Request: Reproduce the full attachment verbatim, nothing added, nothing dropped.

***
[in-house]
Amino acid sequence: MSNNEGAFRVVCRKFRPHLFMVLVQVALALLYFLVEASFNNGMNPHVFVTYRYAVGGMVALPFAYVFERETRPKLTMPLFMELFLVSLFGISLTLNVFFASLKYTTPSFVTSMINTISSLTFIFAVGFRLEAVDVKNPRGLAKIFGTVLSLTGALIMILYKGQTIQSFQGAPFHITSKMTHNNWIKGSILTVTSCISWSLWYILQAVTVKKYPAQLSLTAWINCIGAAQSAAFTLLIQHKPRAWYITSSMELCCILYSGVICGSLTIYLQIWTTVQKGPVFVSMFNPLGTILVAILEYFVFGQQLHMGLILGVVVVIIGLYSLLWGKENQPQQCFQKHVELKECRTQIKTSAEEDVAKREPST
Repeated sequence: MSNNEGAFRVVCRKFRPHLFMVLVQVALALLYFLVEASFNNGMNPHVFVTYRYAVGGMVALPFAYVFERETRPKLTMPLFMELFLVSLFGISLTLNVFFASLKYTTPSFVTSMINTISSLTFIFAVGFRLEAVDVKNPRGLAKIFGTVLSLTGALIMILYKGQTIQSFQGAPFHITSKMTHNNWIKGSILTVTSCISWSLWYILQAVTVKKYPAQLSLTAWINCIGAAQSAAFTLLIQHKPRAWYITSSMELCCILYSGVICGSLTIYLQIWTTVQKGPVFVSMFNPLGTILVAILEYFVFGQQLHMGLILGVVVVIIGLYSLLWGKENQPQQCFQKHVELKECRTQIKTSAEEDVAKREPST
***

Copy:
[in-house]
Amino acid sequence: MSNNEGAFRVVCRKFRPHLFMVLVQVALALLYFLVEASFNNGMNPHVFVTYRYAVGGMVALPFAYVFERETRPKLTMPLFMELFLVSLFGISLTLNVFFASLKYTTPSFVTSMINTISSLTFIFAVGFRLEAVDVKNPRGLAKIFGTVLSLTGALIMILYKGQTIQSFQGAPFHITSKMTHNNWIKGSILTVTSCISWSLWYILQAVTVKKYPAQLSLTAWINCIGAAQSAAFTLLIQHKPRAWYITSSMELCCILYSGVICGSLTIYLQIWTTVQKGPVFVSMFNPLGTILVAILEYFVFGQQLHMGLILGVVVVIIGLYSLLWGKENQPQQCFQKHVELKECRTQIKTSAEEDVAKREPST
Repeated sequence: MSNNEGAFRVVCRKFRPHLFMVLVQVALALLYFLVEASFNNGMNPHVFVTYRYAVGGMVALPFAYVFERETRPKLTMPLFMELFLVSLFGISLTLNVFFASLKYTTPSFVTSMINTISSLTFIFAVGFRLEAVDVKNPRGLAKIFGTVLSLTGALIMILYKGQTIQSFQGAPFHITSKMTHNNWIKGSILTVTSCISWSLWYILQAVTVKKYPAQLSLTAWINCIGAAQSAAFTLLIQHKPRAWYITSSMELCCILYSGVICGSLTIYLQIWTTVQKGPVFVSMFNPLGTILVAILEYFVFGQQLHMGLILGVVVVIIGLYSLLWGKENQPQQCFQKHVELKECRTQIKTSAEEDVAKREPST